N.C. Fire Chiefs Push for Sprinklers in New Homes
Fire chiefs statewide are pushing for sprinklers to be required in all new homes, saying they could prevent tragedies like a beach house fire last month that killed seven college students.Posted — Updated
"The fire at Ocean Isle just really demonstrated the danger that some residential fires present," Chapel Hill Fire Chief Dan Jones said.
Seven college students from South Carolina died in an Oct. 28 fire at a beach house on Ocean Isle where they were spending a weekend on fall break.
The North Carolina Association of Fire Chiefs plans to lobby for a sprinkler requirement at a Dec. 10 meeting of the state Building Code Council.
"An average of 48 North Carolinians die every year in ... residential fires, and that's the place where people feel safest. That's where our highest loss is," said Jones, who has been interested in the sprinkler issue since a fatal 1996 fire at a University of North Carolina fraternity house.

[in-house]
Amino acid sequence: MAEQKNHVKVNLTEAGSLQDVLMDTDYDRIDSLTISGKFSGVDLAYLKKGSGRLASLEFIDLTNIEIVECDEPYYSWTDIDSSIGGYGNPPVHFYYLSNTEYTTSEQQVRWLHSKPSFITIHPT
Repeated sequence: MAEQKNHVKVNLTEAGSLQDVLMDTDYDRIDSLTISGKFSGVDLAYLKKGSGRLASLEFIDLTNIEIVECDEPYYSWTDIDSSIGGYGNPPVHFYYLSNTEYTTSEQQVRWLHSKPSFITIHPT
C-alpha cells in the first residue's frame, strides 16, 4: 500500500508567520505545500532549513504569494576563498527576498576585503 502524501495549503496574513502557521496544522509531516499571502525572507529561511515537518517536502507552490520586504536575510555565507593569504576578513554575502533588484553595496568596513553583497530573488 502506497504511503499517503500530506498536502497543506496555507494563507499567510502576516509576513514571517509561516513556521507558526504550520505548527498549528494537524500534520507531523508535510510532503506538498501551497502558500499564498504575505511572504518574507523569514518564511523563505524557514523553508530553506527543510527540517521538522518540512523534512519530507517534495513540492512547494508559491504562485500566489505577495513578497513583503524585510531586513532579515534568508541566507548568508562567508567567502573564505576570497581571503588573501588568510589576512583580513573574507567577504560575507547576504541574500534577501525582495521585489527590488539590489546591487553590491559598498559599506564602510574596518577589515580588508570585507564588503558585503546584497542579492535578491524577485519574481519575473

"I have sprinkler system in my house. It's the best way to protect your family," he said.
The fire chiefs association doesn't plan to push for existing homes to be fitted for sprinkler systems, Jones said, but a position paper the group recently issued recommended that homeowners who can afford the cost install sprinklers.
Thomas VonCannon, vice president of operations for Piedmont Fire Protection Systems LLC, said installing sprinklers in new homes costs about $2 to $3.50 per square foot – about the same as installing carpet.
"Most of your fires are starting in electrical room, water heater or kitchen. One sprinkler head in any of those rooms would pretty well take care of those hazards," VonCannon said.
Officials with the North Carolina Homebuilders Association couldn't be reached for comment, but the National Association of Home Builders has fought against various proposals to mandate sprinkler systems in single-family homes and duplexes.
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